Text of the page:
After nine months of tests, researchers in France have identified the head of France's King Henry IV, who was assassinated in 1610 at the age of 57.
The scientific tests helped identify the late monarch's embalmed head, which was shuffled between private collections ever since it disappeared during the French Revolution in 1793.
The results of the research identifying Henry IV's head were published online Wednesday in the medical journal BMJ.
Henry IV was buried in the Basilica of Saint Denis near Paris, but during the frenzy of the French Revolution, the royal graves were dug up and revolutionaries chopped off Henry's head, which was then snatched.
"This case was considered with the same (level of severity) as if it were a recent forensic case," said Philippe Charlier, a forensic medical examiner of University Hospital R Poincare in Garches, France, who led the team.
Charlier and 19 colleagues ran a battery of forensic tests on King Henry IV's head this year.
As one of France's best-loved monarchs, Henry IV was credited with brokering peace between Catholics and Protestants, kick-starting the French economy and building Parisian landmarks including the Pont Neuf bridge and Place des Vosges square. He was the first of the Bourbon monarchs and grandfather of the Sun King Louis XIV.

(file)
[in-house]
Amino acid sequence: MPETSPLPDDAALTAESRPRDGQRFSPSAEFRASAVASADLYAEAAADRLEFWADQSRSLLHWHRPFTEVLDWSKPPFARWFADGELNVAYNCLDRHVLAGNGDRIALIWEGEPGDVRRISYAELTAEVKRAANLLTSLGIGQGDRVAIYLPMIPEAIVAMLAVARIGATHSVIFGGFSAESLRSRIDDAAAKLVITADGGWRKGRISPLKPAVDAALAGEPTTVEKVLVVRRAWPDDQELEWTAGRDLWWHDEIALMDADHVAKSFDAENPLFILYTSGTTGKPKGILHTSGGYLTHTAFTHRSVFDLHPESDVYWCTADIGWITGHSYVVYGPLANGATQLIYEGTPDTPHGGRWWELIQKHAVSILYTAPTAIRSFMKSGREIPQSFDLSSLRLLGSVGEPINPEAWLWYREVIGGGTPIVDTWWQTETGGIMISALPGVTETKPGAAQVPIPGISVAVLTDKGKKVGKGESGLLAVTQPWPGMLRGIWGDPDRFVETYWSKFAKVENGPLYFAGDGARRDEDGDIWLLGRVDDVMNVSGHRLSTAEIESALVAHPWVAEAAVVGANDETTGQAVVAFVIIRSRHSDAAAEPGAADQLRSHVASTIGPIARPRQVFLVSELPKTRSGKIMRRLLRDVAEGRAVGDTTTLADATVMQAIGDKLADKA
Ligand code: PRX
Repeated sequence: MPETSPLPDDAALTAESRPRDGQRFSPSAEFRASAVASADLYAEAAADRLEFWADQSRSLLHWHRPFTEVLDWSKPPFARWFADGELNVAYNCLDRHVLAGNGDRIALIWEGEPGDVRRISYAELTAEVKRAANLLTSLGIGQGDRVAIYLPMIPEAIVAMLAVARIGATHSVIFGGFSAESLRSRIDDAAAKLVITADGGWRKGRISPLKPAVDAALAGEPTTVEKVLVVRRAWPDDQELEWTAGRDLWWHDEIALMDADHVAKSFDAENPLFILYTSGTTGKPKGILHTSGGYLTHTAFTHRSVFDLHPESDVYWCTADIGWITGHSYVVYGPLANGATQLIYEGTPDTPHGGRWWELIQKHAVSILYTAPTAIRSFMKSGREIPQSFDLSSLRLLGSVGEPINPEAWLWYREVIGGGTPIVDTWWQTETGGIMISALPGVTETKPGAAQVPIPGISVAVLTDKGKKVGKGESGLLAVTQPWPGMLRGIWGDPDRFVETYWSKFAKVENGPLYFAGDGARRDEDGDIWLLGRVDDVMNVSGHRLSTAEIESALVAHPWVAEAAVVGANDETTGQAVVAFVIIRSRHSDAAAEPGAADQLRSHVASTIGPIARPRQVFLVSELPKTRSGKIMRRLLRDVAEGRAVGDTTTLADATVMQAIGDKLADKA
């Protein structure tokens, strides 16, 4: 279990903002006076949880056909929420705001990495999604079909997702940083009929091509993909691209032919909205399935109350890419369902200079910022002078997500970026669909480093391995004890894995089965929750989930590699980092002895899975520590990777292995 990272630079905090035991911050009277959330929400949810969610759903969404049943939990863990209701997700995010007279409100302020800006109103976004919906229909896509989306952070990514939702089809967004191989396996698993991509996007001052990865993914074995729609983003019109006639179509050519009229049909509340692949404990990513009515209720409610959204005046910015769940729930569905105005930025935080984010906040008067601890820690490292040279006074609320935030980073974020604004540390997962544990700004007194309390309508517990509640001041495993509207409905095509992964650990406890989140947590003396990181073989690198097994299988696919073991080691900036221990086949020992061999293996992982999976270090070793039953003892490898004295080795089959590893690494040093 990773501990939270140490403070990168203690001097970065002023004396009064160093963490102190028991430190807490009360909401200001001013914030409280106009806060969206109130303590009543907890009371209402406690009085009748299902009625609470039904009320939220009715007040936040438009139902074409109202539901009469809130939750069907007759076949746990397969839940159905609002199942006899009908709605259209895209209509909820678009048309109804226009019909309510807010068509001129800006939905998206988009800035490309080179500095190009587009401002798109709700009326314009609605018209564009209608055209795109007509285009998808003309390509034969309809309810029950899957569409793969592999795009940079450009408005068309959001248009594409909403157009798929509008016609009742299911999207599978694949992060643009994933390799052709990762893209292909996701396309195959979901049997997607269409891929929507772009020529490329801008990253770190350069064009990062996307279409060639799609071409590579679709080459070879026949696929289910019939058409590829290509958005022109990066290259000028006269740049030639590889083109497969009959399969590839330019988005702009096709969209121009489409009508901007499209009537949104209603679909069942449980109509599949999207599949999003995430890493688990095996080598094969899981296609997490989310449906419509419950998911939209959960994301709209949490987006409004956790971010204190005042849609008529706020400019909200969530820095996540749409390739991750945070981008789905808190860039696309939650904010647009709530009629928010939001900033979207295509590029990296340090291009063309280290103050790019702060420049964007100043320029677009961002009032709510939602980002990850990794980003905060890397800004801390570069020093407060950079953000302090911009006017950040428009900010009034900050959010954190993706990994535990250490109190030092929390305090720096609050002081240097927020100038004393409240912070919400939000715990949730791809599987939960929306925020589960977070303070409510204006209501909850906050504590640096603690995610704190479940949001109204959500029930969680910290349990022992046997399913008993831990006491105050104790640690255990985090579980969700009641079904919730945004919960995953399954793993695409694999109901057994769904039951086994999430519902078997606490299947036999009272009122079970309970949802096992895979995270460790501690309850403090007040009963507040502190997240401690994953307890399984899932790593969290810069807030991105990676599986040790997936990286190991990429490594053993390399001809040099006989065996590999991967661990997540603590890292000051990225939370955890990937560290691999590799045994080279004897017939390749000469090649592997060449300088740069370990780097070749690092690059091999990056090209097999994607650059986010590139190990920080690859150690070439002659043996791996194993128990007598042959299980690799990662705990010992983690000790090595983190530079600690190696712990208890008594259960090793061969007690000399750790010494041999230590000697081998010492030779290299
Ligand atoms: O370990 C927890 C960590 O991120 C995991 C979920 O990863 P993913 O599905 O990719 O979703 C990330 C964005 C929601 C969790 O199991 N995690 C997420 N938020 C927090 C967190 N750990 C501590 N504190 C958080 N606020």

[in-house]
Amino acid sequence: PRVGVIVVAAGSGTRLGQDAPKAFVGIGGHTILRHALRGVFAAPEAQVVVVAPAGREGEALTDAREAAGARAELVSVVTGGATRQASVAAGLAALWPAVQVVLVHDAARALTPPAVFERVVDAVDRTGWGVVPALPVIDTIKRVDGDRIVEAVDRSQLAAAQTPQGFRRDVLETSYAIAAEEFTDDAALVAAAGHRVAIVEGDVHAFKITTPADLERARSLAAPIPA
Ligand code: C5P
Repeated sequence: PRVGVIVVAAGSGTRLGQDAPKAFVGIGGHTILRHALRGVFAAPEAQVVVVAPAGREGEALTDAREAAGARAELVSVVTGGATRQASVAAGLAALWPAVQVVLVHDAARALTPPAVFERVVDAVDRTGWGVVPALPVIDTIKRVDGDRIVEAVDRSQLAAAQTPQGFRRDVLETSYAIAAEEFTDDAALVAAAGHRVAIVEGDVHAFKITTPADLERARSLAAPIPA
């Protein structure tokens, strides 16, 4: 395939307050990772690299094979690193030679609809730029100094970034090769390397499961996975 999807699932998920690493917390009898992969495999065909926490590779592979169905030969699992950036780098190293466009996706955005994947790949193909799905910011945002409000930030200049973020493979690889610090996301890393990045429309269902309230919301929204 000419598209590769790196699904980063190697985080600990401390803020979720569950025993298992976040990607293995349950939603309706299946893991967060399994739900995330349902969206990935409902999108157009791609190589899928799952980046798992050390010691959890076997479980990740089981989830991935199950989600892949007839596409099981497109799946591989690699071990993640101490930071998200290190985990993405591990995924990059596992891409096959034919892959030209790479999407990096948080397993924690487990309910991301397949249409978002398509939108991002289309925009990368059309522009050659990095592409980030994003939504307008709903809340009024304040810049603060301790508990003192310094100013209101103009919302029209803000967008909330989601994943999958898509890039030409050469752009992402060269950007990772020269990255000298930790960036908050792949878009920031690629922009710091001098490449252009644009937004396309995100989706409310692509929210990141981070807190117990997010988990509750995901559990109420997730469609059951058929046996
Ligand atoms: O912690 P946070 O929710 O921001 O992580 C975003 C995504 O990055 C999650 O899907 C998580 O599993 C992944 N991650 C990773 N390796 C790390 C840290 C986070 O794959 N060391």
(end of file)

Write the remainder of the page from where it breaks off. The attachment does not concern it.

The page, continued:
In the scientists' examinations of the monarch's head, they found features often seen in the king's portraits, including a dark lesion above his right nostril. They also found a healed bone fracture above his upper left jaw, which matched a stab wound the king suffered during an assassination attempt in 1594.
Radiocarbon testing confirmed the head dated from the 17th century. Charlier and colleagues also compared the embalmed head to an autopsy report describing the particular embalming process used for French kings, written by the king's surgeon. Perfumers on the team used their professionally trained noses to identify specific embalming substances in the mouth used to hide nasty odors.
The French researchers also created a digital facial reconstruction and ran computer tomography scans which showed the skull was consistent with all known portraits of Henry IV and the plaster mold made of his face just after his death.
Frank Ruehli, of the University of Zurich and the Swiss Mummy project said the research was credible but that it would been more persuasive if the French scientists had found DNA evidence.
"They've narrowed it down considerably and it probably is Henry IV," he said. "But without the final DNA proof it is hard to say absolutely who it is." Ruehli was not linked to the research.
Still, Ruehli said the French scientists did the next best thing, by matching evidence of Henry IV's facial lesion and healed wounds to historical documentation of those traits, which were likely unique to the monarch.
The discovery comes at the end of King Henry IV year in France, which marks 400 years since the monarch, also known as the "Green Gallant," was murdered.
Next year, France will hold a national Mass and funeral for Henry IV. His head will then be reburied alongside the rest of the country's former kings and queens, in the Basilica of Saint Denis.